What we read in the media is a reflection of the opinions held in our society. Good or bad, these reported events and editorial comments shape the thinking of millions of readers every day.In the past few months, articles discussing chiropractic have appeared in three of the more respected (and read) print publications. All three take a different look at our profession.
U.S. News & World Report
As it does every year, U.S. News published its Best Carriers for 2008.1 Along with that report was a list of "The Most Overrated Careers."2 Chiropractors were included on that list, as were (medical) physicians. Here is what the article told its readers about the prospects of becoming a doctor of chiropractic:
"The Appeal: You can treat disease, even if you don't have the grades for a top medical school, and you can also set up shop as a solo operator. It's especially alluring to people with misgivings about mainstream medicine.
"The Reality: Some chiropractors think their discipline can cure everything from headaches to sciatica, asthma to premenstrual syndrome. But efficacy is often less than many practitioners claim, even in curing chiropractic's meat and potatoes: lower back pain. And even so, research shows that mainstream treatments for lower back pain are equally effective. Many chiropractors also devote considerable time to marketing, in part to pay back the cost of chiropractic school - usually over $100,000."
An article titled "Back Pain: What Works"3 gives executives a clear understanding of their choices. In addition to encouraging readers to stay active, the author states that "low-tech remedies work."
"Besides exercise, he [Roger Chou, the director of clinical guidelines for the American Pain Society] found three low-tech regimens with strong statistical evidence for their use: spinal manipulation from a chiropractor or osteopath (why this works isn't clear); interdisciplinary rehabilitation programs that combine supervised exercise and counseling; and cognitive-behavioral therapy, which helps you develop coping skills and prevents panic about the pain. In patient trials, all these approaches reduced back pain by moderate amounts, Chou says. The drugs with the best data behind them for back pain include anti-inflammatories like ibuprofen and naproxen and muscle relaxants like Flexeril to treat acute pain."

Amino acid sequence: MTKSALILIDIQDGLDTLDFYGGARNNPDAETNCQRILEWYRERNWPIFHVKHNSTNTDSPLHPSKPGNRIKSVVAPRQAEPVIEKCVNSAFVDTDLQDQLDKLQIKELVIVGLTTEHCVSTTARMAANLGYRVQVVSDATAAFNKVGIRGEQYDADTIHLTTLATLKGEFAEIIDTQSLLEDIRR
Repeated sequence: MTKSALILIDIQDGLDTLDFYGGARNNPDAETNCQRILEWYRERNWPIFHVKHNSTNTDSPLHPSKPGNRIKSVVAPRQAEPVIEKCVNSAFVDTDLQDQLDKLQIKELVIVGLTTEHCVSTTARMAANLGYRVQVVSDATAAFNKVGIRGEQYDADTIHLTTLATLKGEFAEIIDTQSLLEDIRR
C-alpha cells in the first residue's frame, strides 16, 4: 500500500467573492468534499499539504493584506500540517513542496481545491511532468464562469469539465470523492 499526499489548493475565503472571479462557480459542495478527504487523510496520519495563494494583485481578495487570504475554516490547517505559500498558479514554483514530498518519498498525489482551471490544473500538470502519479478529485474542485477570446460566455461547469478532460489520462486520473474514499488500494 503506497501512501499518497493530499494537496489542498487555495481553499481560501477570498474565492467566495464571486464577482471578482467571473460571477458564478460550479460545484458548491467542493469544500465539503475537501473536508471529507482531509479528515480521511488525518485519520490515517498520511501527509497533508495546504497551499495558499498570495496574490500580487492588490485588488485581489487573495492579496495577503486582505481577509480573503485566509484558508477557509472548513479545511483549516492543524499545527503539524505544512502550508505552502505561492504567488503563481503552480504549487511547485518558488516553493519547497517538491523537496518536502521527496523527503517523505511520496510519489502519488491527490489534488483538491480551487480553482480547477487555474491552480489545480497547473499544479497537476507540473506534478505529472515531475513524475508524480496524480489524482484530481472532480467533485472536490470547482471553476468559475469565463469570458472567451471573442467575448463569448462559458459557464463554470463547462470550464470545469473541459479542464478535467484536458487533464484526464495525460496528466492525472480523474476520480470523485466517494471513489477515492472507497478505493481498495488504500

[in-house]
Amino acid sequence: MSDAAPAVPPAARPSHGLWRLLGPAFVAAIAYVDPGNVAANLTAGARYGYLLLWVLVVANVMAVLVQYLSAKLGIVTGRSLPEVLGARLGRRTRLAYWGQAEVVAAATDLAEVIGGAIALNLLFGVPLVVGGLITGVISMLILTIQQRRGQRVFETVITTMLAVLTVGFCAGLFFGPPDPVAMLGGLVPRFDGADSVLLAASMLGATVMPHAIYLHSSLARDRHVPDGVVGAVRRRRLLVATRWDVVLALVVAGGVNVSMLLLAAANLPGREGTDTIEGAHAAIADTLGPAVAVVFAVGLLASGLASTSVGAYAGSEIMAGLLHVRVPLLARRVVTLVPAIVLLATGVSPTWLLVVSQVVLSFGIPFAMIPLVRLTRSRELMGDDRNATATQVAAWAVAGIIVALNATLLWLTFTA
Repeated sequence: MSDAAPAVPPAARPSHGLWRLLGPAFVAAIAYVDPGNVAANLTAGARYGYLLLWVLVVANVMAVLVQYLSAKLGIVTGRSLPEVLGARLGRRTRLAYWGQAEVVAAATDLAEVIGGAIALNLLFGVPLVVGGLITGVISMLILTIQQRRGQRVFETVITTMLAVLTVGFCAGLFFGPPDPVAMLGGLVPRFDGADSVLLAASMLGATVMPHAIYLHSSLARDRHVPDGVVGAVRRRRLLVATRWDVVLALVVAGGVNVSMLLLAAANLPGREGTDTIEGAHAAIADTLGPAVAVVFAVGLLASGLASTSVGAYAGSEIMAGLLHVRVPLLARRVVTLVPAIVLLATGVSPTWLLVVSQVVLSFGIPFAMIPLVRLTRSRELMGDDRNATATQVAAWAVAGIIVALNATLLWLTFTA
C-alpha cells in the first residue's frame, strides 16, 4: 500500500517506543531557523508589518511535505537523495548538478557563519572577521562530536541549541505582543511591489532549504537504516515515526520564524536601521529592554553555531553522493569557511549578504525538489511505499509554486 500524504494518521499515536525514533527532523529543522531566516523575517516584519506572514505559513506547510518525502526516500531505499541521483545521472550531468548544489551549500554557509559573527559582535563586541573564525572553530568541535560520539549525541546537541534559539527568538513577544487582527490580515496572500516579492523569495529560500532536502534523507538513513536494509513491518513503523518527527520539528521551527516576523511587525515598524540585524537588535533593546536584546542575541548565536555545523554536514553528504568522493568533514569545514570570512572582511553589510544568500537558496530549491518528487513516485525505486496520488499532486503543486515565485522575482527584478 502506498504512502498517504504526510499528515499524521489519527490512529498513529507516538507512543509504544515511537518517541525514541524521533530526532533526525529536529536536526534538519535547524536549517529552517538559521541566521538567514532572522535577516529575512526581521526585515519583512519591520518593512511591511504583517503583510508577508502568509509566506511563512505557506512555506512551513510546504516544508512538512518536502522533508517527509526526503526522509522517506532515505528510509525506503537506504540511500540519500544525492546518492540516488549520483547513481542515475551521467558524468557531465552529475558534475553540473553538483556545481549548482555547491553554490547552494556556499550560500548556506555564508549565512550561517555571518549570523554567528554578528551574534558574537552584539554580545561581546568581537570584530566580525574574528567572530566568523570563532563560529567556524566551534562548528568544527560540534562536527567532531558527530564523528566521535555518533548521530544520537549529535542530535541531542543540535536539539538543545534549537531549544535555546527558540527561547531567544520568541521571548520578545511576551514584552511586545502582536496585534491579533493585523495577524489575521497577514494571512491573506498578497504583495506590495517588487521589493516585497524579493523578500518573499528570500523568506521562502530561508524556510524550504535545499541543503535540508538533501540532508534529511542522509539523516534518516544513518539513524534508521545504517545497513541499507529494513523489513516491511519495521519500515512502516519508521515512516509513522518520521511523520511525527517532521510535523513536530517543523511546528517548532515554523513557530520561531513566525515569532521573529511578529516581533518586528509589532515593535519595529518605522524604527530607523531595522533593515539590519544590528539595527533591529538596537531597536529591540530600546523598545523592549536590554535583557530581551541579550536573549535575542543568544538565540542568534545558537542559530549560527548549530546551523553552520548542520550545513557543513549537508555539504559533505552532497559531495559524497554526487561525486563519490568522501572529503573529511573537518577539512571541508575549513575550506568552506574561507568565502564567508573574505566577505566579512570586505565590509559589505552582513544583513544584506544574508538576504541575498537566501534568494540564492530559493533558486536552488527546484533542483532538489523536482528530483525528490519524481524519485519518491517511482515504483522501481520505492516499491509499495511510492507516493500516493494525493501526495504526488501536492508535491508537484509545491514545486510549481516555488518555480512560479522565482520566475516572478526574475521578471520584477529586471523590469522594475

The Wall Street Journal
An editorial4 titled "Health Savings Sabotage" made reference to chiropractic in discussing proposed legislation on health savings accounts (HSAs). The reference was not a positive one:
"This (health savings account) is health insurance many Americans can afford, and it doesn't force those who have better use for their scarce dollars to buy gold-plated insurance with special-interest mandates (cover the chiropractors!) that Democrats want to force on everyone. HSAs also give consumers more reason to care about prices, bringing much-needed market discipline."
Here's what a reader of all three publications may be thinking: Chiropractic is an overrated career, but it still works to relieve back pain, even if Americans can't afford it. Again, chiropractic is painted into the "works for back pain, but too expensive for maintenance care" corner.
There clearly is a reason why we must continue to tell our own story - if we let others tell it for us, health care practitioners, insurance organizations, legislators and the public will continue to get an incomplete and/or convoluted perspective of the chiropractic profession. The good news is that we have a solid starting place to tell that story: Chiropractic works for back pain. The next step is to teach people how regular chiropractic care impacts their overall health.
- www.usnews.com/features/business/best-careers/ best-careers-2008.html.
- www.usnews.com/articles/business/best-careers/2007/ 12/19/the-most-overrated-careers.html.
- http://online.wsj.com/article/SB120856003868627785.html ?mod=opinion_main_review_and_outlooks.
Click here for more information about Donald M. Petersen Jr., BS, HCD(hc), FICC(h), Publisher.